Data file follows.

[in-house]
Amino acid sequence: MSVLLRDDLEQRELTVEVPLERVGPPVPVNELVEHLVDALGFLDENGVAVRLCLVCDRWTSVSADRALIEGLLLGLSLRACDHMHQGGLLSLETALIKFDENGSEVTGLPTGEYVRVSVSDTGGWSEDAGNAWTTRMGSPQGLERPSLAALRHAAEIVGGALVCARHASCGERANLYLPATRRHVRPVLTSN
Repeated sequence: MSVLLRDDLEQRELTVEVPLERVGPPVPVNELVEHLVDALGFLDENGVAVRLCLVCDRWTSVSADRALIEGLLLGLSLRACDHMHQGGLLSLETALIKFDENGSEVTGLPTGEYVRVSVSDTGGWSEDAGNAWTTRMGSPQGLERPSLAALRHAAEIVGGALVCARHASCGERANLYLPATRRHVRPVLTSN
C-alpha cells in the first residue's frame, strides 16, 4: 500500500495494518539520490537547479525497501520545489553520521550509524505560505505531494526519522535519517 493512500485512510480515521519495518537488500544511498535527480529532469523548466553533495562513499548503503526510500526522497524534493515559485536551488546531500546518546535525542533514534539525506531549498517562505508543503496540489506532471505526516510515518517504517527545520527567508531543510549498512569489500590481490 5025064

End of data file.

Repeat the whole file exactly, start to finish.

[in-house]
Amino acid sequence: MSVLLRDDLEQRELTVEVPLERVGPPVPVNELVEHLVDALGFLDENGVAVRLCLVCDRWTSVSADRALIEGLLLGLSLRACDHMHQGGLLSLETALIKFDENGSEVTGLPTGEYVRVSVSDTGGWSEDAGNAWTTRMGSPQGLERPSLAALRHAAEIVGGALVCARHASCGERANLYLPATRRHVRPVLTSN
Repeated sequence: MSVLLRDDLEQRELTVEVPLERVGPPVPVNELVEHLVDALGFLDENGVAVRLCLVCDRWTSVSADRALIEGLLLGLSLRACDHMHQGGLLSLETALIKFDENGSEVTGLPTGEYVRVSVSDTGGWSEDAGNAWTTRMGSPQGLERPSLAALRHAAEIVGGALVCARHASCGERANLYLPATRRHVRPVLTSN
C-alpha cells in the first residue's frame, strides 16, 4: 500500500495494518539520490537547479525497501520545489553520521550509524505560505505531494526519522535519517 493512500485512510480515521519495518537488500544511498535527480529532469523548466553533495562513499548503503526510500526522497524534493515559485536551488546531500546518546535525542533514534539525506531549498517562505508543503496540489506532471505526516510515518517504517527545520527567508531543510549498512569489500590481490 5025064